It’s National Bullying Prevention Month, and schools across the state are staging programs and initiatives to tackle a problem that affects more than half of their students during their academic careers.
Students and teachers are collaborating to break down walls and open up lines of communication; to empower students; and to foster a climate of understanding and respect.
According to data released by the state on Oct. 2, there were more than 12,000 confirmed incidents of harassment, intimidation and bullying in New Jersey school districts in the 2011-12 school year — the first year the New Jersey Anti-Bullying Bill of Rights Act (ABBRA) mandates were in effect.
Under ABBRA, every public school in the state is required to have designated antibullying personnel, conduct specific training programs and events, and follow new reporting guidelines.
“It’s about changing the culture,” said Red Bank Regional High School Principal Risa Clay, “and that takes a lot of time and a lot of effort. “The goal is to get kids to understand that it’s OK to talk, that these are discussions that need to be had, that this is a safe place to discuss those things, and that also we don’t tolerate this kind of behavior.”
ABBRA is an extension of the state’s original anti-bullying law first enacted in 2002. Passed in 2010 and signed into law Jan. 5, 2011, the mandate came on the heels of the highly publicized suicide of Rutgers University student Tyler Clementi, who jumped off the George Washington Bridge after learning that his freshman roommate had used a hidden webcam to videotape him kissing another man, and then discussed the incident on the Internet.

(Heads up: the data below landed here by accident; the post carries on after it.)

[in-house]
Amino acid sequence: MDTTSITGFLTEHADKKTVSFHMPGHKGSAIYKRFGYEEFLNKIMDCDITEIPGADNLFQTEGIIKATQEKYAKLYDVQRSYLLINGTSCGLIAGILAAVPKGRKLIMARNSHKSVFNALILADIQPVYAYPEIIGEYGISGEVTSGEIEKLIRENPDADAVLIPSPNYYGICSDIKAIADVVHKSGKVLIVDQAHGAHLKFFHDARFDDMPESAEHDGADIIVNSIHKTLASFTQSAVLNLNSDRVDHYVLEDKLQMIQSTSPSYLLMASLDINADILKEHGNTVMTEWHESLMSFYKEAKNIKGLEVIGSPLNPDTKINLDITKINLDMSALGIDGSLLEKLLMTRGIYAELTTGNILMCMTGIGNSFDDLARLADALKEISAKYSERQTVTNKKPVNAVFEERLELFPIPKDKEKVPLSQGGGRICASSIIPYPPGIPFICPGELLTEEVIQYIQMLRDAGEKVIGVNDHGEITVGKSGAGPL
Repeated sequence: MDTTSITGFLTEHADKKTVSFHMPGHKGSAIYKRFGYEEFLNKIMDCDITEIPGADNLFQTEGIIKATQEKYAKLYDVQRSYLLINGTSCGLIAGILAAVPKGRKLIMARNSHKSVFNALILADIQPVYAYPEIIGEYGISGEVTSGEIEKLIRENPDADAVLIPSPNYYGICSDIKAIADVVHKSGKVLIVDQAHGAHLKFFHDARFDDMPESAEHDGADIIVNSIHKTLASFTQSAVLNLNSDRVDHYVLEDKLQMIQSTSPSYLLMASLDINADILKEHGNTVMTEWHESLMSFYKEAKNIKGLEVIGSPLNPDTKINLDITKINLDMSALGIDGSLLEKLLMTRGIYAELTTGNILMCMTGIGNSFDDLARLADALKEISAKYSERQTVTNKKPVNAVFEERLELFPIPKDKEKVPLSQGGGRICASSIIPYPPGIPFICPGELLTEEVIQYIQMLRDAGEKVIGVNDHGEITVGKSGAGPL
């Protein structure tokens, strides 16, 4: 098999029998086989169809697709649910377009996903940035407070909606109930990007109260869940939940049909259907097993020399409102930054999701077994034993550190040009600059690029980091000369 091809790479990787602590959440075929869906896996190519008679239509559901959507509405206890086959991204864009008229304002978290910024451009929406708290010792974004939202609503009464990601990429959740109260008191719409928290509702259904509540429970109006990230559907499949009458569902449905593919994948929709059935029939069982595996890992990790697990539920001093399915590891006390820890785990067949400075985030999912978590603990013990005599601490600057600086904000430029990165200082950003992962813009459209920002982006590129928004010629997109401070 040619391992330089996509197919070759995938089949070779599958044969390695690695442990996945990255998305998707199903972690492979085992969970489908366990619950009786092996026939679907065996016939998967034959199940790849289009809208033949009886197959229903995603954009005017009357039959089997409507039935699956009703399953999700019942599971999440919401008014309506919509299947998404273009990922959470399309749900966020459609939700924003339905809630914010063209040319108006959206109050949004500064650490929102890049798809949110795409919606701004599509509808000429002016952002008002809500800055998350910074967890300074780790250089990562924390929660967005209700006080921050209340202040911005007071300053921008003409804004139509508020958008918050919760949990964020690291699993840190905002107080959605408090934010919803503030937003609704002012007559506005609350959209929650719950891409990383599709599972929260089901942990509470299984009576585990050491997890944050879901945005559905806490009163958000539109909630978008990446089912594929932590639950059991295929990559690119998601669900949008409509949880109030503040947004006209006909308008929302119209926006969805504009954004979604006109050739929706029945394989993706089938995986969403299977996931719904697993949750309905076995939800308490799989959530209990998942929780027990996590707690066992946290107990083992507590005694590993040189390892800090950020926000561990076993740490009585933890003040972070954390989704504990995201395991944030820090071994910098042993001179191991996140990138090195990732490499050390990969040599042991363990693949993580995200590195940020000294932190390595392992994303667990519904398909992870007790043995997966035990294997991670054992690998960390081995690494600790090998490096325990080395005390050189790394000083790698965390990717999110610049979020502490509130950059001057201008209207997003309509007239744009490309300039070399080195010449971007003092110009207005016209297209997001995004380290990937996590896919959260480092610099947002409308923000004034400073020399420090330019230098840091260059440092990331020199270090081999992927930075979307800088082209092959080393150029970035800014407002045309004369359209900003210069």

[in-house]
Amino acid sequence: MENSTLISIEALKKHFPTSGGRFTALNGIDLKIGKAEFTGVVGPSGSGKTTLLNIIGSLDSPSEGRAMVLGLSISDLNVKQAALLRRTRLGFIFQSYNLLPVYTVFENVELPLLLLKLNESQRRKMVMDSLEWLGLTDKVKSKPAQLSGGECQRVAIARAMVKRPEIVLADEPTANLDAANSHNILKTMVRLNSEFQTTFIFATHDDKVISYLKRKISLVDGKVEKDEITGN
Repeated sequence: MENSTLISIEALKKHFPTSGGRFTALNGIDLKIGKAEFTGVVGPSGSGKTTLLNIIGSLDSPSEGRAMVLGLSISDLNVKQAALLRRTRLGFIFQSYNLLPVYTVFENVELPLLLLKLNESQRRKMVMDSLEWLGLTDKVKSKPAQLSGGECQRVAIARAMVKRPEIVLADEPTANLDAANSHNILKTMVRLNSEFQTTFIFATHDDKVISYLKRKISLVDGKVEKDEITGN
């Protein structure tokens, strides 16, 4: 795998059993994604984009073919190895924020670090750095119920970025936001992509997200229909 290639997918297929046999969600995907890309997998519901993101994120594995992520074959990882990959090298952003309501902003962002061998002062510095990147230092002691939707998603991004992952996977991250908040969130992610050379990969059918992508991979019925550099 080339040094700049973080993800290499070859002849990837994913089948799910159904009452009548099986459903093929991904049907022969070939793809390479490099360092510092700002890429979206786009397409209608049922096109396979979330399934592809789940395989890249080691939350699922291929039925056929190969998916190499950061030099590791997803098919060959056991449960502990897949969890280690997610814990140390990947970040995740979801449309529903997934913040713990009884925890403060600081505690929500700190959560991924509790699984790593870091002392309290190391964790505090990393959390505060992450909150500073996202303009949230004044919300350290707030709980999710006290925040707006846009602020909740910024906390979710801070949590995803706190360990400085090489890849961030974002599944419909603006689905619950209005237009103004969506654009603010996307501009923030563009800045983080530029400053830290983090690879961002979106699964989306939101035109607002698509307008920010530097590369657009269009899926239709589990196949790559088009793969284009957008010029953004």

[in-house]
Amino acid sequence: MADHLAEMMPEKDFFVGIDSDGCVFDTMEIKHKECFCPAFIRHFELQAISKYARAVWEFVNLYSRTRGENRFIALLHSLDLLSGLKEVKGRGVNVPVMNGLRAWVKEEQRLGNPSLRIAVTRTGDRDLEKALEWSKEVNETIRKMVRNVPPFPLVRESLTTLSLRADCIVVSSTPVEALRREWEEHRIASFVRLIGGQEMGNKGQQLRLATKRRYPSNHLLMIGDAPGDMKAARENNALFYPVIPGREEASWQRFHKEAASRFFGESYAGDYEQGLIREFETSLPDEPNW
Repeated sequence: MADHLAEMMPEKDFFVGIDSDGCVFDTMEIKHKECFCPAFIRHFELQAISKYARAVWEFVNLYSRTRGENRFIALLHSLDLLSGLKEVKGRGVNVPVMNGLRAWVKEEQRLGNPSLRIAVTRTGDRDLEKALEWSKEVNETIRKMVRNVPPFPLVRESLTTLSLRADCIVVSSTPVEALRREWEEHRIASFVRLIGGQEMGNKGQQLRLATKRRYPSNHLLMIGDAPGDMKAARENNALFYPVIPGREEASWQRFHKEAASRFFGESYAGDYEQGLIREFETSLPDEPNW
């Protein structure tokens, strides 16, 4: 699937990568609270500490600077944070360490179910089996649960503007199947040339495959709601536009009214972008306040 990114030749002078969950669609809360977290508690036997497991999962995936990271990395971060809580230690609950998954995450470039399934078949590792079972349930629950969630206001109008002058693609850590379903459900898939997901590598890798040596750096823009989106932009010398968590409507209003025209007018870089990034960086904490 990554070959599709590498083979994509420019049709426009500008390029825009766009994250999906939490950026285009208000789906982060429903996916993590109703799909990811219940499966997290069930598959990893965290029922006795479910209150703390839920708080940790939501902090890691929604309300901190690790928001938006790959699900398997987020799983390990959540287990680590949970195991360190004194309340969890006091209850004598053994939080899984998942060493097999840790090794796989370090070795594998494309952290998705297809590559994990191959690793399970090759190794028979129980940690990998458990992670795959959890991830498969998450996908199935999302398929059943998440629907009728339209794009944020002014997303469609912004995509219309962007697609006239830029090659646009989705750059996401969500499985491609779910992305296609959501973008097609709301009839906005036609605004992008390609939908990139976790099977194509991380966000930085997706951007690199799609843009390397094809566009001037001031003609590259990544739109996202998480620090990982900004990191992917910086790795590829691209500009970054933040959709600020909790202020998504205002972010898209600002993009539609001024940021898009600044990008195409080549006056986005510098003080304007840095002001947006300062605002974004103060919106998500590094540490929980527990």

School districts throughout Monmouth, Middlesex and Ocean counties began the month with a Week of Respect Oct. 1-5, a series of anti-bullying activities that went well beyond lectures and role-playing.
Some 1,100 students at Red Bank Regional High School participated in theatrical performances, presentations, poetry readings, flash-mob dances and more, as part of the effort to raise awareness and foster openness in the initiative against bullying.
On Oct. 2, the Little Silver school welcomed the Project Girl Performance Collective, a group of performers ages 12-22 who write and perform scenes that tackle issues like self-esteem, identity, discrimination and understanding from a youth perspective.
Students, male and female, told the performers that the show made them feel better about themselves and that it was reassuring to know that many of the issues they struggle with personally are more widespread than they thought.
“Lots of other people don’t really support the things that I do, like gay rights,” said one student. “I was very happy to know that other people understood what I felt.”
Cheryl Washington, RBR’s anti-bullying officer, said that by fostering a climate of openness, education and understanding, the school can help students break down the barriers that lead to bullying incidents in the first place.
“I think first and foremost, the students really have to be accepting of other people’s differences,” she said.